Now that euphoria over regime change in Egypt is beginning to subside, it is time for a reality check. The western world seems to think that holding elections are a key to democratic reform and a way to empower the citizens of a previously oppressive country. Time and time again it has been proven that in the middle east , elections don't necessarily bring about positive changes that the population is yearning for.
We are all aware of elections in the middle east that have not brought about feelings of empowerment for the average person in the street. First, we can look toward Lebanon that is now facing a government that is being controlled by the terrorist group, Hizbullah. Lebanon once considered the Middle East Riviera, is now being lead by none other than the notorious terrorist leader, Hassan Nasrallah. Nasrallah has recently threatened to capture the Galilee region , an undisputed area of northern Israel, from deep beneath the ground in a secure bunker. Democratic leaders don't usually lead and govern while hiding in bunkers last I or anyone else has checked.
we can look toward the Palestinian area where calls for elections by the Bush #2 administration, has led to Hamas takeover of the Gaza Strip and a strong divide between the Palestinian people and is a major roadblock in trying to broker a peace deal between Israel and the Palestinians. Mahmoud Abbas, the president of the Palestinian Authority is still in office though is term was up in 2009, because there haven't been new elections. Abbas keeps promising or threatening to resign from office , and only reneges to do so due to begging and promises of more financial aid that continues to pad the pockets and Swiss bank accounts of the PA leaders and not assist the people it's intended for.
Gaza on the other hand is ruled with an iron fist by the terrorist group Hamas. They don't recognize Israel's right to exist and don't honor any current Israeli-Palestinian interim agreements. They are responsible for launching rockets into Israel and threaten the stability in the region. As Israel permits more and more goods to enter Gaza, Hamas has confiscated many products and slowed the free flow of goods because it reduces their profits from illegal tunnel trafficking from Egypt. The media unfortunately hasn't had the desire to report these events. They are too busy condemning Israel for not permitting more goods to cross into Gaza such as cement and steel that will be used by Hamas to restore their military capabilities and ready them for the next confrontation with their sworn enemy , the Jewish State.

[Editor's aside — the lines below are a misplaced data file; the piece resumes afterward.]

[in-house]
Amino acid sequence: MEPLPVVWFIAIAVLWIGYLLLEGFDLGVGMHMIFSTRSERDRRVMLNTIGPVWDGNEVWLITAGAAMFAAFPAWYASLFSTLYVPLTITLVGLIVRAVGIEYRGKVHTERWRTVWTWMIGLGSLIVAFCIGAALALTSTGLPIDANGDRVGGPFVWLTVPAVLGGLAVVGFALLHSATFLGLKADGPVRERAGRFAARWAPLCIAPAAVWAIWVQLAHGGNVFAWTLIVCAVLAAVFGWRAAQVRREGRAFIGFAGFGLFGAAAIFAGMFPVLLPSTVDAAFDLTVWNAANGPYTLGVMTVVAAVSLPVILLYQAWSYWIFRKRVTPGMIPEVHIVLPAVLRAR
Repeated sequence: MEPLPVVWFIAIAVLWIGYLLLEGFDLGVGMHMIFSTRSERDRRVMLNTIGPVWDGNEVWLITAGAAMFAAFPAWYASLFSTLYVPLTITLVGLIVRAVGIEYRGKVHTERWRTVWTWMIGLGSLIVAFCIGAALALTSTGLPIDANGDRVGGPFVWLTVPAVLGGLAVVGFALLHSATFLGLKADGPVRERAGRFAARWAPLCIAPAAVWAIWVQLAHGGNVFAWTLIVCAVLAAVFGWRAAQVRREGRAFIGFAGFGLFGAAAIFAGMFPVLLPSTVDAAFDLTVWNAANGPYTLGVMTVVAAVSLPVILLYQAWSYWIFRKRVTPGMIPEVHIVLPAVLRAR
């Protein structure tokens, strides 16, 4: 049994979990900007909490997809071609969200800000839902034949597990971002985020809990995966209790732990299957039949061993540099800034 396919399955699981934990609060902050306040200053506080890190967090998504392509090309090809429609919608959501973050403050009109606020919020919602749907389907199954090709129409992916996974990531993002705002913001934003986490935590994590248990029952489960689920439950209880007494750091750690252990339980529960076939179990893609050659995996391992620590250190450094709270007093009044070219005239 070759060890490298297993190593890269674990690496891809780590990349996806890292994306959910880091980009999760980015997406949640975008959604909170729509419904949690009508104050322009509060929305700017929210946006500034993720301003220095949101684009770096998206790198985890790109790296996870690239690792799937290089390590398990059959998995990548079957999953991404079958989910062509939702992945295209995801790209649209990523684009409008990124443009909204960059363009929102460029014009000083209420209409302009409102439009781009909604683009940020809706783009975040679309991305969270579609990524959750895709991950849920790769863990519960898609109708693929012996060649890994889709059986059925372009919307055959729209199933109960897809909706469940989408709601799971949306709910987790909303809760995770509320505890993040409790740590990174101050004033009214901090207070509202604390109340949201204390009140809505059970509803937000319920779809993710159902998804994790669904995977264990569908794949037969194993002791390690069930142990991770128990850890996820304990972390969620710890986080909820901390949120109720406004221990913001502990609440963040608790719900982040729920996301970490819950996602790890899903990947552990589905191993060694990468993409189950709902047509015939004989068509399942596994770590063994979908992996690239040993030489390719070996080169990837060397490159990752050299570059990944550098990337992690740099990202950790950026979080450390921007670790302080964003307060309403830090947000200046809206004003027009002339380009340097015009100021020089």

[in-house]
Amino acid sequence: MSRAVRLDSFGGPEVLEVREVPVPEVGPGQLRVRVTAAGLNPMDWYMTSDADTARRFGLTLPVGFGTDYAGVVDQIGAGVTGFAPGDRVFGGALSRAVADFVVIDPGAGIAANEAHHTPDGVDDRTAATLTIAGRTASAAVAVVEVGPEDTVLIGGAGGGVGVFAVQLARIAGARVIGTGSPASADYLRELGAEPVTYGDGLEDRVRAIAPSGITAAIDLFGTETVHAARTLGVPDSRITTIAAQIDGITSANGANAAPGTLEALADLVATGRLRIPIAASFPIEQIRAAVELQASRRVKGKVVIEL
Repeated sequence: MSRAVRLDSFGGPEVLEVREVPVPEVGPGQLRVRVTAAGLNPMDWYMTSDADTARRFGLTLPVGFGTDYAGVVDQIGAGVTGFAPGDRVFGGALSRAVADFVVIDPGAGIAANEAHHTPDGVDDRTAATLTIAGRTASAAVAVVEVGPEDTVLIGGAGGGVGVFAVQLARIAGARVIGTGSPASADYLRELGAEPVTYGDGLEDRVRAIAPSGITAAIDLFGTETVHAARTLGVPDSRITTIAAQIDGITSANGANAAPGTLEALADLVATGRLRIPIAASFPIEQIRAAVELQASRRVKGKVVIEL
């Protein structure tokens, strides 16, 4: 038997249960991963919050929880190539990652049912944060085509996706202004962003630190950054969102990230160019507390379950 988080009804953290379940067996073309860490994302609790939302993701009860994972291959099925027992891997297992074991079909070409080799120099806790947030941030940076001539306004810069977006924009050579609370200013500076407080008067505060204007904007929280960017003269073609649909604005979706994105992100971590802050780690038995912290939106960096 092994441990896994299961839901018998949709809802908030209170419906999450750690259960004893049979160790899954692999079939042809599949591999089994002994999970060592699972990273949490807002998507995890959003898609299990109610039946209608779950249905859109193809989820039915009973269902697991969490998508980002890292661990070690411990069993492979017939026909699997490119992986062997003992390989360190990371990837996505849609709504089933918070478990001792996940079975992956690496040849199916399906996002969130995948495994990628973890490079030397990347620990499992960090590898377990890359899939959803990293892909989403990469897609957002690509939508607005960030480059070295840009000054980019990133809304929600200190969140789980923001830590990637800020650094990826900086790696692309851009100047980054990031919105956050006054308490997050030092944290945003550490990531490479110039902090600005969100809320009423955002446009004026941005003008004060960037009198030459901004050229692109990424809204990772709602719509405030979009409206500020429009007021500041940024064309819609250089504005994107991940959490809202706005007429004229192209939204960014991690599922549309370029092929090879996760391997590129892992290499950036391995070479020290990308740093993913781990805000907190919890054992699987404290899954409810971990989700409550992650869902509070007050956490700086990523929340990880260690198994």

Now that the newly crowned revolution is happening in Egypt, top leaders in the movement that brought down Hosni Mubarak, are calling for the suspension of natural gas shipments to Israel which is a clause included in the peace agreement between the two countries. The Muslim Brotherhood which is poised to be a major player in the new government, has time and time again called for the suspension of this treaty. With more and more Egyptian troops entering the Sinai Peninsula to restore order, the situation can quickly get out of hand and Israel will be faced with a hostile presence once again on this southern border.
We don't know what the outcome in Tunisia or Algeria will be. Yemen which is fighting Al-Quida insurgents is also very unstable, while the newly appointed Justice Minister in Jordan is calling for the release of the jailed murderer of 9 Beit Shemesh girls who were gunned down in 1997.
Though Israel is not ruled by an Iron fist and their citizens from all backgrounds enjoy many freedoms , there are still many problems with their parliamentary system. They don't have a system in place where by their national elected officials are chosen directly by the people. Citizens can only vote for political parties and therefore unlike democracies in the US and Western Europe they lack the ability to remove elected officials from office as was just witnessed in the previous two elections in the US. This unfortunately leads to many corruption scandals . The elected officials' loyalties are to the political parties and not the voters they are supposed to represent.
Thomas Friedman and Roger Cohen, voices for the notorious basher of the Jewish State, the soon to be defunct New York Times , are quick once again to take a swipe at Israeli leaders for not being supportive toward the revolution that is going on in Egypt. It must be easy for these elite Jewish journalists to sit in their comfortable ivory towers, while Israel with its tiny geographical size must look at all events especially drastic change in leadership and the effect on its' safety and security. This tiny country realizes that what excites others in far away lands does not necessarily mean more peace and security for its' citizens and the children of future generations.
A View from Jon's Place 2/17/2011